This is a landmark example of a steel deck arch bridge. Its steel arch superstructure is itself graceful and beautiful. Additionaly, handsome detailing of the concrete abutments that include decorative pillars that rise above the deck add to the aesthetic qualities of the bridge.
The bridge is structurally unusual. Normally, arch bridges are not continuous, but apparently this bridge does function like a continuous bridge. It was, when constructed, built as a two-hinged arch bridge. To a casual viewer, it still looks like a two-hinged arch bridge with massive pins visible at the skewbacks. However, as detailed in the Historic Bridge Inventory, the hinges were converted to fixed elements after construction was completed. As such, the bridge apparently should be properly classified as hingeless.
The bridge is also noteworthy as a historic bridge in Massachusetts that has been preserved. A rehabilitation project in 1992 was executed in a way that preserved the historic integrity of the bridge.
The bridge itself is not only scenic and beautiful, but the surrounding landscape is equally impressive. The views from the bridge are worth seeing, as are the views of the bridge itself, easily had from the nearby historic Mineral Road Bridge.
Information and Findings From Massachusetts's Historic Bridge Inventory
Steel, 3 span continuous spandrel - braced deck arch with a parabolic lower chord, very slightly arched upper chord, Pratt -type spandrel bracing. Superstructure fixed against horizontal movement at both piers - reactions were jacked into the superstructure at the conclusion of the steel erection, and the hinged arches were then fixed against further horizontal movement. Both ends of the superstructure bear on roller bearing nests on the abutments (for longitudinal expansion/contraction). Vertical ties at both abutments to counter any reversal of vertical reaction - their primary purpose was to hold down ends of the bridge during the cantilever erection process. K-brace lateral systems, both upper and lower. Cross frame sway bracing at each panel point. Plate girder floorbeams, I-beam stringers, concrete slab deck. East abutment is a reinforced concrete cell type. The West abutment is a reinforced concrete gravity type.
The 1992 rehabilitation included the replacement of the deck with a new concrete deck overlaid with latex modified concrete; steel repairs; restoration of the original pylons and lamp standards; restoration of the original molded concrete fascia; adding a modern crash-tested curb mounted railing to permit the retention of the ornamental "Boston-type" metal railings.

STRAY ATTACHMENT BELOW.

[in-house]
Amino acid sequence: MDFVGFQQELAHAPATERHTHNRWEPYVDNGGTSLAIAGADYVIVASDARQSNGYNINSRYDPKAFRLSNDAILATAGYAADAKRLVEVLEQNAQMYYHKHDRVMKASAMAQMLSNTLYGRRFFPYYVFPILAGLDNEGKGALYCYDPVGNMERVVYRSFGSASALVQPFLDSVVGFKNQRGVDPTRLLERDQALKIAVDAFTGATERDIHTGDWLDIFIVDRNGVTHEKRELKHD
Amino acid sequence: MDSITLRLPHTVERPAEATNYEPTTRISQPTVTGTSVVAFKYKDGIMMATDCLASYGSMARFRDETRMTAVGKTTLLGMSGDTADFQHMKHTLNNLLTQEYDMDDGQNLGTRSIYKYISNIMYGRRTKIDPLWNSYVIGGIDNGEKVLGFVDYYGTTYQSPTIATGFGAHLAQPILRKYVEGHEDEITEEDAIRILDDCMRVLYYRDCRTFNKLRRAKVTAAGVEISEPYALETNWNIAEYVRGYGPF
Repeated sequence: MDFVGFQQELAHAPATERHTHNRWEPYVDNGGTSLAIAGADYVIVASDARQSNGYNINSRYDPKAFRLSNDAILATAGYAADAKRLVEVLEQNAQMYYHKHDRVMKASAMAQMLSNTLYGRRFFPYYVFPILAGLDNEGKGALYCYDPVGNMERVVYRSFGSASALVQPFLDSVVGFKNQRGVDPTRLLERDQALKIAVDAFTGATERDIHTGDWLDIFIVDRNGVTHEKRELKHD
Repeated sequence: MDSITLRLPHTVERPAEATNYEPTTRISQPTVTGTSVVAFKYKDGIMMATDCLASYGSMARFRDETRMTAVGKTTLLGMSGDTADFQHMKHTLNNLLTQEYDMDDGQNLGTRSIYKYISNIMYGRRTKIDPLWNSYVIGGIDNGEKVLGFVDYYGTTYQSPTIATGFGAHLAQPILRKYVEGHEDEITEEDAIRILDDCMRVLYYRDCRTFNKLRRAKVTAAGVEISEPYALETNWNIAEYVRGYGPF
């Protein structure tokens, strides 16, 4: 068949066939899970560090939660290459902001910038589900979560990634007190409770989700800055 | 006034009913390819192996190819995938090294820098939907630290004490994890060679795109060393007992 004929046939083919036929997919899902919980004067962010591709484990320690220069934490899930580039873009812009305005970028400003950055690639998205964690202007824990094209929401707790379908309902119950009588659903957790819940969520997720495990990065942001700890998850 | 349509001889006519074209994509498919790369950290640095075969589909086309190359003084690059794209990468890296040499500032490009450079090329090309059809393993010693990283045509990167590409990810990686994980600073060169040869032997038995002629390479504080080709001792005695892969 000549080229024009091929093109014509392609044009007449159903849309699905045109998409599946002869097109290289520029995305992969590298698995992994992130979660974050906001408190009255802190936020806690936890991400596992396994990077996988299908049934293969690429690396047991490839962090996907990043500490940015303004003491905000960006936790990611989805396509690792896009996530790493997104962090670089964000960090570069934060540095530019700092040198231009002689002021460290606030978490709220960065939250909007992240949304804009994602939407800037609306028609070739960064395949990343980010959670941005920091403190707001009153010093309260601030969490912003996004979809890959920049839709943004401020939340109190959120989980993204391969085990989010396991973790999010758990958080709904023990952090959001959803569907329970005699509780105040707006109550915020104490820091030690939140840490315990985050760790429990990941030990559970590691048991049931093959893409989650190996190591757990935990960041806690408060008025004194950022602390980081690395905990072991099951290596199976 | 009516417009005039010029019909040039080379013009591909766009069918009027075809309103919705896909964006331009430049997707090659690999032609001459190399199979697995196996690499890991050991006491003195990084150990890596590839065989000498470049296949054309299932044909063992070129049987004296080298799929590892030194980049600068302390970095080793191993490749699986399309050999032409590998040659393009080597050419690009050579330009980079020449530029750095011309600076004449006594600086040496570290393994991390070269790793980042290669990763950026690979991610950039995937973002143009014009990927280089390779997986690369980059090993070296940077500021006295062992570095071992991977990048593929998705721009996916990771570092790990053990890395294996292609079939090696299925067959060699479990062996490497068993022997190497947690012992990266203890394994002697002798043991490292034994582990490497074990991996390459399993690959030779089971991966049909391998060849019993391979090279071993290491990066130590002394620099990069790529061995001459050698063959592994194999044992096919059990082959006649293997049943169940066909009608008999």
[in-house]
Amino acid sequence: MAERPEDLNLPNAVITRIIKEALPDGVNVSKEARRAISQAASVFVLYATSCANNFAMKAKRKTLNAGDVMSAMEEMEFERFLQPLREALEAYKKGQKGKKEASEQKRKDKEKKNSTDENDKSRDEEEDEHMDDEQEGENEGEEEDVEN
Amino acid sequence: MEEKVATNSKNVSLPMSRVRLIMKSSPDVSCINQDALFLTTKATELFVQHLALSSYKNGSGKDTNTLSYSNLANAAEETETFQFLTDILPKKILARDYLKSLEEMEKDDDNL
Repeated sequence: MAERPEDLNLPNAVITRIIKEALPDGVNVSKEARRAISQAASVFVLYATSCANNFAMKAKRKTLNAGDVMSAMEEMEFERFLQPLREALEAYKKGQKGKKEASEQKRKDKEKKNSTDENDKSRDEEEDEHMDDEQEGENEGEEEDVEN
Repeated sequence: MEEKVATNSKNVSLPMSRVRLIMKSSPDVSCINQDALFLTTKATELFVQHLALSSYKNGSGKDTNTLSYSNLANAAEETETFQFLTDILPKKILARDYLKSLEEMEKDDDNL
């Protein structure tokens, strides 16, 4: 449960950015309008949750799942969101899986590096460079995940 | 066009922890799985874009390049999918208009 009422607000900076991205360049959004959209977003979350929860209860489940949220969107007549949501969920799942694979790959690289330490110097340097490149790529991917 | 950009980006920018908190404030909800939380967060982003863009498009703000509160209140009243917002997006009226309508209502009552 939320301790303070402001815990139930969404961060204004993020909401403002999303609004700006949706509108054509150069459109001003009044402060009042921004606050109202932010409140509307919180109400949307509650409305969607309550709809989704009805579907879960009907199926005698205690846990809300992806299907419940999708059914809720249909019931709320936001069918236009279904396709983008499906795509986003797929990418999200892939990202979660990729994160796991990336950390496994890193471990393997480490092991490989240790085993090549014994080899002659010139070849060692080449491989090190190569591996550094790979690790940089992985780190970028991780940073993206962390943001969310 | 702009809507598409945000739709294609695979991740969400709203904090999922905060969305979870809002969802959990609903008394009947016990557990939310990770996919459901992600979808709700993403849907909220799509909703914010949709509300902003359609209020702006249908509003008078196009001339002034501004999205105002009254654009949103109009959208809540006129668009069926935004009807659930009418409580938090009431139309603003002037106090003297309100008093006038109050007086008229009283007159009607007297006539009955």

History of Bridge
The French King Bridge was conceived as part of a MassHighway project to relocate a particularly hazardous 7 mile stretch of the old Mohawk Trail Highway (State Route 2) between Erving and Greenfield. The old route had wound through the villages of Millers Falls and Turners Falls on a course marked by steep grades, sharp curves, narrow bridges, right angle turns, and a pair of at-grade railroad crossings. The relocated State Route 2 now runs north of both villages on an alignment whose principal challenge was the crossing of the precipitous Connecticut River gorge near the French King Rock (so named by the French officer of an Indian scouting party during the French and Indian Wars). A low-level crossing of the gorge was considered, but was soon dropped in favor of a high-level crossing. The selection of a specific structural type for this high-level bridge was based on the Department's desire to fit the bridge into this dramatic setting, while responding to such factors as: the height and steepness of the gorge's banks; the presence of rock suitable for foundations only a few feet below the ground's surface; and the relative narrowness, irregular depth, rocky bottom, and swift current of the river here. The graceful 3-span arch design which resulted takes advantage of the favorable foundation conditions (critical for an arch) while it avoided the construction of either permanent piers or temporary falsework in the river itself since the bridge was erected by the cantilever method. Construction began in September of 1931; the bridge was completed (at a cost of $385,000.00) and opened to travel on September 10, 1932.